“Thinking Back on PCUSA General Assembly in 2004”*
Five years ago at the General Assembly of the Presbyterian Church, USA, I was on the Church Orders and Ministry Committee, which is the committee which deals with the issue of ordination standards, and the issue at the center of the storm of our committee was whether a gay man or woman could be ordained as pastor, elder or deacon. Our Book of Order has a requirement that those who are to be ordained must practice “fidelity in marriage or chastity in singleness.”
I remember listening to witnesses who spoke from their experience from either side of the issue. I think we listened to about five hours of this testimony. It was emotionally very tiring. Our denomination was clearly and sincerely split over this issue. Hardly anybody tried to speak from a theological perspective or to suggest a model of interpreting the Bible regarding this matter. But, we heard impassioned speeches against ordaining gay persons made by delegates from overseas. I remember one particularly strong statement made by an Egyptian man who pleaded with the committee to uphold the ban on ordination of gay persons. We were aware that the head of the East African Presbytery had taken the same position. The Korean churches seemed to also oppose ordination of gay men and women. I have never had the chance to hear Christians from Seattle and New York and New Mexico and Kenya and Egypt at the same time. But, I did at that Assembly. I heard parents of gay men speak of the painful experience their sons had had being marginalized by their churches. I heard gay men and women speak of their desire to serve in the ministry, and their deep sense of calling, and how they had waited. I heard some young adults who said they had experimented with homosexuality, but had experienced it as sinful and not their natural desire. They said that if the church does not take a clear position on this it leaves young people to fall into confusion over their sexual identity, as they had done.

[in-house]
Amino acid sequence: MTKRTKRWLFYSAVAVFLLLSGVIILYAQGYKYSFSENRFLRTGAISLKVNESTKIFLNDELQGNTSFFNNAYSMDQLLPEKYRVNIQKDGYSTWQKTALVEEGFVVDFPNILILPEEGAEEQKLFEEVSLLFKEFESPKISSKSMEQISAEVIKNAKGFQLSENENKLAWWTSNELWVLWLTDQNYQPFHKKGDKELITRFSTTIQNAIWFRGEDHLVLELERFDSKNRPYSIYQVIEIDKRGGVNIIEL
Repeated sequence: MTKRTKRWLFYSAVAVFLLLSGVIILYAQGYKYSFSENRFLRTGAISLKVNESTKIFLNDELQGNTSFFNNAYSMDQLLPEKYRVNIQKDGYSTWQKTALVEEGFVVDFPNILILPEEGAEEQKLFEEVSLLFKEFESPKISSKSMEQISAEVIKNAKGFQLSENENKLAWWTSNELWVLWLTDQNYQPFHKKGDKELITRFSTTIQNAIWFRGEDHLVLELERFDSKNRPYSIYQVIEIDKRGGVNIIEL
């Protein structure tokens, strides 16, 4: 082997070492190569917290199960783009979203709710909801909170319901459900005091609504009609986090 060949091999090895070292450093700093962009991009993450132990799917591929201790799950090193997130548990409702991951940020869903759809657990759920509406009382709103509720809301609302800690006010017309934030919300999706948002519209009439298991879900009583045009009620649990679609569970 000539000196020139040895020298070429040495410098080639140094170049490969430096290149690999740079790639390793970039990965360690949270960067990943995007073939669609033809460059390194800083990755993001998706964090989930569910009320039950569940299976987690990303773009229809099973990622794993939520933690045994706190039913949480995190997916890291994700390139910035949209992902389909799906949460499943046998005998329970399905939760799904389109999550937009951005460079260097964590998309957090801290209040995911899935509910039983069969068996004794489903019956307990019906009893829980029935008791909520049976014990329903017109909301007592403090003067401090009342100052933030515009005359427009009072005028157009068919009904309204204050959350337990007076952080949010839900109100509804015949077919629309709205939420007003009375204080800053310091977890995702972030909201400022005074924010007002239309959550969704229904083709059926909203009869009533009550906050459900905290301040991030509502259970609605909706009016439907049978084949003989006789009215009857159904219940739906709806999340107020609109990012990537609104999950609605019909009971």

The procedural issues about how the proponents of gay ordination had chosen to raise the issue – well, that was a very complex strategy. And, there was a more radical and a more moderate approach. I was invited to an insiders meeting on these issues, and was very impressed with the depth of preparation and conviction, especially of the more radical group: The More Light Presbyterians. Although the moderate position was strategically clever, the radical More Light leader said very plainly: “we want to win the hearts of the people.” He said they didn’t want simply a power shift that gave them some access, but reconciliation and true understanding in the denomination as a whole.
This all sent me into a process of thinking and praying, and looking for a way to communicate about this. I kept thinking of Bible passages, of friends who were Christian and gay, of ministers in my Presbytery who felt one way or another over the issue, about my own family, and about my own church at home.
But, one thing that kept occurring to me: these More Light Presbyterians: why do they continue to stay in our denomination when they could easily go to a theologically similar denomination, the United Church of Christ, and be accepted without all this struggle? I guess the real answer to that was what that “More Light” leader said at that insiders meeting I went to: “we want reconciliation and true understanding.” Having experienced the good news of God’s grace for themselves, they had the sense that those that refused to accept them really hadn’t experienced the good news of God fully – and, they wanted that. Thinking back on that, I can’t help but think of Philippians 2:4-5: “Let each of you look not to your own interests, but to the interests of others. Let the same mind be in you that was in Christ Jesus . . . “ It also occurs to me as I think on this that we often find it so hard to stretch our minds and hearts to accept those who are really “our betters.”
This reflection was written in 2009.
*In 2010, the “fidelity and chastity in singleness” clause was removed from the Book of Order opening the way for local Presbyters to determine the fitness of candidates for ministry without this specific limiting rule.